But something even stranger is also happening. Regional radio is going national; 64% of all Gagasi FM app livestreams in March (47 000) were from Gauteng. Gagasi is a KZN regional station. Fifteen percent of Smile FM streaming traffic (a Cape Town station) is coming from Pretoria. Clearly, people feel the need to be in touch with their place of origin and there is no better example of family than a radio station.
The other big pattern change is people listening to radio via digital devices. Every stat I’ve quoted here is of digital listening via streaming or app. For instance, Jacaranda FM reported 128 000 new app livestreams in the week prior to lockdown.
Quite simply, the antiquated diary measurement system that is used in SA (BRC) and in the UK (RAJAR) doesn’t allow for the immediate ratings that TV’s people measurement systems have. The next BRC release is only due on 28 May (lockdown and social distancing allowing) and the previous one was on 27 Feb, long before the crisis hit. So, all of the stats that have been quoted from UK, Ireland and SA are based on digital engagement.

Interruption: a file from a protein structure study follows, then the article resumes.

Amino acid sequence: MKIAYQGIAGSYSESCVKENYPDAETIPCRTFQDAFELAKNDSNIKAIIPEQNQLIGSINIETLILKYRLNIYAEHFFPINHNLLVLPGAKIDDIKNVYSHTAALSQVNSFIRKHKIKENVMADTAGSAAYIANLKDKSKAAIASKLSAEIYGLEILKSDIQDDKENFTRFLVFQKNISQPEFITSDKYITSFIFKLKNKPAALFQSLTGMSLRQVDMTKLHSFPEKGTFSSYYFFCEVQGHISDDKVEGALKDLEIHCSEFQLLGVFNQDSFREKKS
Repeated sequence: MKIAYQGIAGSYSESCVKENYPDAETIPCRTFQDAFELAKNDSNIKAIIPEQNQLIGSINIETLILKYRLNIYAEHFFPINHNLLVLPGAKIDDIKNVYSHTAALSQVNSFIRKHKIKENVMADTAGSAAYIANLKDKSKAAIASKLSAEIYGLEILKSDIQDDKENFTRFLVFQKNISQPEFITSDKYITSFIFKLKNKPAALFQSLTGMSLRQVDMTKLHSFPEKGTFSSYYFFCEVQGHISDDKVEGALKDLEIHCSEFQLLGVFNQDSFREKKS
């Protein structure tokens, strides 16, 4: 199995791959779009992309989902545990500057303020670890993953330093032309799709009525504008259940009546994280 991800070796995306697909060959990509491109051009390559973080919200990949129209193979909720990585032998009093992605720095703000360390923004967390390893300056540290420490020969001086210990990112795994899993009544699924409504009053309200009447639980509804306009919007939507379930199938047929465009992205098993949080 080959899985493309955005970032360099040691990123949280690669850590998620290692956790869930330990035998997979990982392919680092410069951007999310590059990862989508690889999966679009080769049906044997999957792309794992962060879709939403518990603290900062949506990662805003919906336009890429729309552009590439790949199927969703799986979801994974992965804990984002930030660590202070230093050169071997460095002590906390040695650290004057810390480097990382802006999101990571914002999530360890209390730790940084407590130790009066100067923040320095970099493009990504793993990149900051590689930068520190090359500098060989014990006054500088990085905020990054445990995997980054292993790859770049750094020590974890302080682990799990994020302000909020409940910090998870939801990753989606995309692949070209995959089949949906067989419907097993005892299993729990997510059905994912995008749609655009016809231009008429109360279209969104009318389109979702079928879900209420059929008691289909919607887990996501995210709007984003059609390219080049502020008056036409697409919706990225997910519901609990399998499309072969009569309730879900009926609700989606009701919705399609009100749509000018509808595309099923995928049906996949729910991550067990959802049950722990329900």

What does this mean? It means that digital listening is up significantly which, intuitively, means that all radio listening must be up. But it could also mean something more significant, with very encouraging news for the radio stations.
As people suddenly have to navigate a digital world of Zoom and webinars, is it possible that they also find it very easy to locate their favourite radio station digitally? Does the fact that people are at home with access to wifi make it financially more acceptable to stream their favourite station live? Most importantly, is radio now re-attracting the younger, more digitally savvy consumer? Time will tell.